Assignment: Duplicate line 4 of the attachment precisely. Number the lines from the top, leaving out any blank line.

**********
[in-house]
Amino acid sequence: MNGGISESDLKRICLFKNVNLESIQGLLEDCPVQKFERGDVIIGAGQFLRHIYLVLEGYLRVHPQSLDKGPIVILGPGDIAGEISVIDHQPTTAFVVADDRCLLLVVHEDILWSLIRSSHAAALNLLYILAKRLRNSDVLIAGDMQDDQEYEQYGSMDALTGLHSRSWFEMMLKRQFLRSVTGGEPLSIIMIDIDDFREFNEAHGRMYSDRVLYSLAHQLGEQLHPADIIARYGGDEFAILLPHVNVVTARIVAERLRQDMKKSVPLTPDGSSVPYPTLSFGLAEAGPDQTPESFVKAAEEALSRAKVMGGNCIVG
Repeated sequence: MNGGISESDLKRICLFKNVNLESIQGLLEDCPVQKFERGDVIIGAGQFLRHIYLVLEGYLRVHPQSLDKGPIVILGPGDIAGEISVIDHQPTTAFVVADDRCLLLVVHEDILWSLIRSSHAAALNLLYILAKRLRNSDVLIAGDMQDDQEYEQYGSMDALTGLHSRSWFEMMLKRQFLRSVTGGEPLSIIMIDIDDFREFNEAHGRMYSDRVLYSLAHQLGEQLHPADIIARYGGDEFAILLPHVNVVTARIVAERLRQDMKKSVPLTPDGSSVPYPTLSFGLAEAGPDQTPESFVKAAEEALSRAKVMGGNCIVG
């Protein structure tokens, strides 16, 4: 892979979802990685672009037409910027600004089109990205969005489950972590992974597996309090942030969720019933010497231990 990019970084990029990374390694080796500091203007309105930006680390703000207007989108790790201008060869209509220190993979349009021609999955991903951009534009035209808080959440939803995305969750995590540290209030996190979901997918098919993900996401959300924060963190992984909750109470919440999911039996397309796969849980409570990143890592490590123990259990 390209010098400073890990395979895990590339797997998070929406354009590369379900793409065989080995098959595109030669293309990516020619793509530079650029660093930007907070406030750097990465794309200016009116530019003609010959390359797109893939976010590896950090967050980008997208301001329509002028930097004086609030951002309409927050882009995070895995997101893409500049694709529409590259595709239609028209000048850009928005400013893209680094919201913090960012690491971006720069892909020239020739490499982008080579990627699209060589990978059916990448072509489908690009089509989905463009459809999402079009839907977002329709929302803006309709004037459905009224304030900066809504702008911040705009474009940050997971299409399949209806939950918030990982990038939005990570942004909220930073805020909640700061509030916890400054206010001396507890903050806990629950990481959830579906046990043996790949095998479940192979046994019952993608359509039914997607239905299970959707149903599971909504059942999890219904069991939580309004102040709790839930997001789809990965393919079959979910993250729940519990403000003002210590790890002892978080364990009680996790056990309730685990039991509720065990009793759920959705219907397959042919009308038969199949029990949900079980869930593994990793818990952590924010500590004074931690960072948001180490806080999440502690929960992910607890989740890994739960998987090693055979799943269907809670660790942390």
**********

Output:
């Protein structure tokens, strides 16, 4: 892979979802990685672009037409910027600004089109990205969005489950972590992974597996309090942030969720019933010497231990 990019970084990029990374390694080796500091203007309105930006680390703000207007989108790790201008060869209509220190993979349009021609999955991903951009534009035209808080959440939803995305969750995590540290209030996190979901997918098919993900996401959300924060963190992984909750109470919440999911039996397309796969849980409570990143890592490590123990259990 390209010098400073890990395979895990590339797997998070929406354009590369379900793409065989080995098959595109030669293309990516020619793509530079650029660093930007907070406030750097990465794309200016009116530019003609010959390359797109893939976010590896950090967050980008997208301001329509002028930097004086609030951002309409927050882009995070895995997101893409500049694709529409590259595709239609028209000048850009928005400013893209680094919201913090960012690491971006720069892909020239020739490499982008080579990627699209060589990978059916990448072509489908690009089509989905463009459809999402079009839907977002329709929302803006309709004037459905009224304030900066809504702008911040705009474009940050997971299409399949209806939950918030990982990038939005990570942004909220930073805020909640700061509030916890400054206010001396507890903050806990629950990481959830579906046990043996790949095998479940192979046994019952993608359509039914997607239905299970959707149903599971909504059942999890219904069991939580309004102040709790839930997001789809990965393919079959979910993250729940519990403000003002210590790890002892978080364990009680996790056990309730685990039991509720065990009793759920959705219907397959042919009308038969199949029990949900079980869930593994990793818990952590924010500590004074931690960072948001180490806080999440502690929960992910607890989740890994739960998987090693055979799943269907809670660790942390």